It is important for all Singapore users to review the information below carefully, as there have been updates since our initial announcement of the Travel Rule requirement.
What is the Travel Rule?
On 1 June 2019, the Financial Action Task Force (FATF), a global international anti-money laundering and counter-terrorist financing watchdog, officially recommended that member nations adopt value transfer requirements known as the Travel Rule. The regulation relates to the gathering and transmission of required names and account details of the parties involved in digital asset transfers between financial institutions.
Is the Travel Rule mandatory?
The Travel Rule was incorporated under the Payment Services Act (Notice PSN02) by the Monetary Authority of Singapore (‘MAS’). All payment service providers, including Crypto.com, must comply with the requirements.
How do I comply with the Travel Rule?
Providing supplementary information when you transfer digital assets from Crypto.com to a beneficiary institution (e.g., receiving digital asset exchange), including the names of both parties, wallet addresses, residential address, etc continues to be mandatory and required of you.
When you receive a digital asset transfer from an originating institution (e.g., from a digital asset exchange), Crypto.com requires you to declare the details of the originating party. Additionally, Crypto.com requires the originating institution to provide additional information, including the names of both parties, wallet addresses, and residential address, among other things. This information will accompany the digital asset transfer instructions.
How will this affect me now?
To comply with the Travel Rule, Crypto.com will introduce several measures to minimise inconvenience to users. These measures will only affect qualifying Singaporean users.
As part of this implementation, Crypto.com will require you to provide the following information for your transfers:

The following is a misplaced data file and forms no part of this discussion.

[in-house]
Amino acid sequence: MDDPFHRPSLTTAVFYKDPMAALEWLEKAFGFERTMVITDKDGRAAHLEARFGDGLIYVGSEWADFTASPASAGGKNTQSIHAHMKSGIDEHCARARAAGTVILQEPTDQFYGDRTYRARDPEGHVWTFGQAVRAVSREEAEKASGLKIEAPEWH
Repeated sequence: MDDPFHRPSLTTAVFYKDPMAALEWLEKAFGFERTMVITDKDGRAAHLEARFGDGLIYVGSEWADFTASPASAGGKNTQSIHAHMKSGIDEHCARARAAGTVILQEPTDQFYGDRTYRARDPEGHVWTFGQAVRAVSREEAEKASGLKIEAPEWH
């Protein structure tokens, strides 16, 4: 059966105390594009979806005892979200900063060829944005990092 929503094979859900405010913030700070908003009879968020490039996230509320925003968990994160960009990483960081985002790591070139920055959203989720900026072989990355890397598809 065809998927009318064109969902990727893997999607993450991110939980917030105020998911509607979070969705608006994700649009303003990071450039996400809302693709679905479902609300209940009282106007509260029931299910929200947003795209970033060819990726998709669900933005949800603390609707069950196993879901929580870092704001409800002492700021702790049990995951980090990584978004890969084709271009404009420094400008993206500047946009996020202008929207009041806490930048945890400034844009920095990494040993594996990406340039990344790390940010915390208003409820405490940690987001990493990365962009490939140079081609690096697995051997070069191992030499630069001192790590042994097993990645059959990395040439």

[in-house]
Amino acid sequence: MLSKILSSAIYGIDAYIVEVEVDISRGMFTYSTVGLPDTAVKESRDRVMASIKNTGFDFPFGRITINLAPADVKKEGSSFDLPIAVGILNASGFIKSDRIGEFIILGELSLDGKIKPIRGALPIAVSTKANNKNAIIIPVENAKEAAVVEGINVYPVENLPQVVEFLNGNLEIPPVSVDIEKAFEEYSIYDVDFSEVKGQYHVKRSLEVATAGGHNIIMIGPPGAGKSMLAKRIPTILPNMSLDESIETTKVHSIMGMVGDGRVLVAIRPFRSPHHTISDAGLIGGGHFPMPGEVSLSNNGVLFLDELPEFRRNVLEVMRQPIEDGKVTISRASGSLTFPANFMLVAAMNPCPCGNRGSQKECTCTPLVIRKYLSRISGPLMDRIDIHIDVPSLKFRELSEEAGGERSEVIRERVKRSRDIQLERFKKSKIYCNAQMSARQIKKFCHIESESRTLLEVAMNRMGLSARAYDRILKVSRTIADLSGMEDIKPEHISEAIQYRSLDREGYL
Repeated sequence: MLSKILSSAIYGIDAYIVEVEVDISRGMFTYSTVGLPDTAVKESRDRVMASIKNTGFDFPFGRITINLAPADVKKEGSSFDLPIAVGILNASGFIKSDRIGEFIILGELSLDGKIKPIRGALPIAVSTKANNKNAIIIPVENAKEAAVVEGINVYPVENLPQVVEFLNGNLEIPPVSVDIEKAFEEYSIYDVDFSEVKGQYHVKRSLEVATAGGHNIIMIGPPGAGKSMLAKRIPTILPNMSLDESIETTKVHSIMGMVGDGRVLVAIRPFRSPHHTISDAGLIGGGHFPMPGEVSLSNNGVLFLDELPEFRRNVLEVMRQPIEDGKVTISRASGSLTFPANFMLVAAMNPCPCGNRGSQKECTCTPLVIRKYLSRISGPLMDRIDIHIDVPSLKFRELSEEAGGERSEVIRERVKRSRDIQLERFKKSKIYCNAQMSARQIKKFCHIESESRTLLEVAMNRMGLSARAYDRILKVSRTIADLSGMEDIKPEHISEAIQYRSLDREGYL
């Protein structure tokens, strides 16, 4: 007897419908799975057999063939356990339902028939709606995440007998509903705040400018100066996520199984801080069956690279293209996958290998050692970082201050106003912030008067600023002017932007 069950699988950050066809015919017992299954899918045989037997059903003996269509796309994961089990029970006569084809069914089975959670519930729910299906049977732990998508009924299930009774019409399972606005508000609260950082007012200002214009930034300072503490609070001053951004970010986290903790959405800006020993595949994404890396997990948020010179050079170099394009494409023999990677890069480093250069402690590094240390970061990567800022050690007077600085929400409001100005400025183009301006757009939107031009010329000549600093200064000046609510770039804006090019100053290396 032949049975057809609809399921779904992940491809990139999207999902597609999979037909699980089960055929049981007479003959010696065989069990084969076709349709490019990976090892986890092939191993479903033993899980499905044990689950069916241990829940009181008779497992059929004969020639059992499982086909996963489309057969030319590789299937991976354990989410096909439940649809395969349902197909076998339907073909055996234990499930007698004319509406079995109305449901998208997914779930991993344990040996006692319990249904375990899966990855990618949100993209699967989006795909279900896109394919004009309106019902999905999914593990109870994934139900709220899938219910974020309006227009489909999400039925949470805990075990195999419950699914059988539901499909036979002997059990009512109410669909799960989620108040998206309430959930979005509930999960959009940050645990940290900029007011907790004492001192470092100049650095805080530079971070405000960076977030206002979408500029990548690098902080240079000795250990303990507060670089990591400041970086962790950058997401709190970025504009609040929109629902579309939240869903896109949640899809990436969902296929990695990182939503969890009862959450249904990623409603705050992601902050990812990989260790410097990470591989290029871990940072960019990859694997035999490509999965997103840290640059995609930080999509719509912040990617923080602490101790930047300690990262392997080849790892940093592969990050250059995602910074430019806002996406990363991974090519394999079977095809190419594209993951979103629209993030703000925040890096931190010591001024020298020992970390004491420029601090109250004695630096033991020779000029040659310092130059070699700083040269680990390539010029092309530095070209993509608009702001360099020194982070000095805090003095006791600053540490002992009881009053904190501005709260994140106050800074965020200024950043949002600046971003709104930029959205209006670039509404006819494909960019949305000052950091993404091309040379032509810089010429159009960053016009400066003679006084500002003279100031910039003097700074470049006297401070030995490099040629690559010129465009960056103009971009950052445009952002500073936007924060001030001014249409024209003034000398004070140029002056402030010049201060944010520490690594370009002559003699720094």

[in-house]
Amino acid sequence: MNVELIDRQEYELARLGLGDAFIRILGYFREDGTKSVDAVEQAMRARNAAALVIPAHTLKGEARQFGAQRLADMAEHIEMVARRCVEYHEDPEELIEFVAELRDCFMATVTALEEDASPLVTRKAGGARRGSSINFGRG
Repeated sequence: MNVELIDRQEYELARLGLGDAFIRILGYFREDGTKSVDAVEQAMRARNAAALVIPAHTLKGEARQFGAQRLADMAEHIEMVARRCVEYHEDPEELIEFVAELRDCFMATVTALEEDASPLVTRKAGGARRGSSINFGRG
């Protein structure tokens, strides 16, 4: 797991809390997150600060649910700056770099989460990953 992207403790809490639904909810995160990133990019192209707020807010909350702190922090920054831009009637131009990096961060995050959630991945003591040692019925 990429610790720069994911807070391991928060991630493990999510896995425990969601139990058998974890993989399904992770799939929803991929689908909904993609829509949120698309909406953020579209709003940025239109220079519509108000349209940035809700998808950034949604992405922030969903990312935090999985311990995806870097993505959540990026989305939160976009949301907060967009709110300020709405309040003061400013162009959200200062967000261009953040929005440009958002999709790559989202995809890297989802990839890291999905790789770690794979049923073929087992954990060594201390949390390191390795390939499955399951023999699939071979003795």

Outgoing digital token transfers
When you transfer to an external wallet (i.e. non-custodial wallet or other cryptocurrency exchanges), the name of the beneficiary party and other applicable information must be provided before the transfer will occur.
For transfers to external wallet addresses, the information of the beneficiary party will be assigned to the respective digital wallet address. Provided the previously provided wallet address and associated information is still valid, you may not be required to provide the beneficiary party’s information for subsequent transfers to the same digital wallet address.
For transfers using a PayString, you will be required to provide the beneficiary party’s information for each transfer.
Incoming digital token transfers
You should share additional details about your incoming transfers, including the name of the originating party and whether the transfer is from a non-custodial wallet or a cryptocurrency exchange.
How will this affect me in the future?
The implementation will ensure that all incoming and outgoing transfers are compliant with regulatory requirements as they continue to evolve.
Specifically, for transfers involving non-custodial wallets, you will be directed to provide relevant information on the ownership of these wallets. While the provision of the information remains voluntary at present, you can expect it to become a mandatory requirement over time as the regulatory requirements mentioned above continue to evolve.
You will be notified via email on the upcoming measures prior to the roll-out. If you have any questions, kindly reach out to our Customer Support team via the in-app chat or at [email protected].
For further information, please see the following documents provided by FATF and MAS: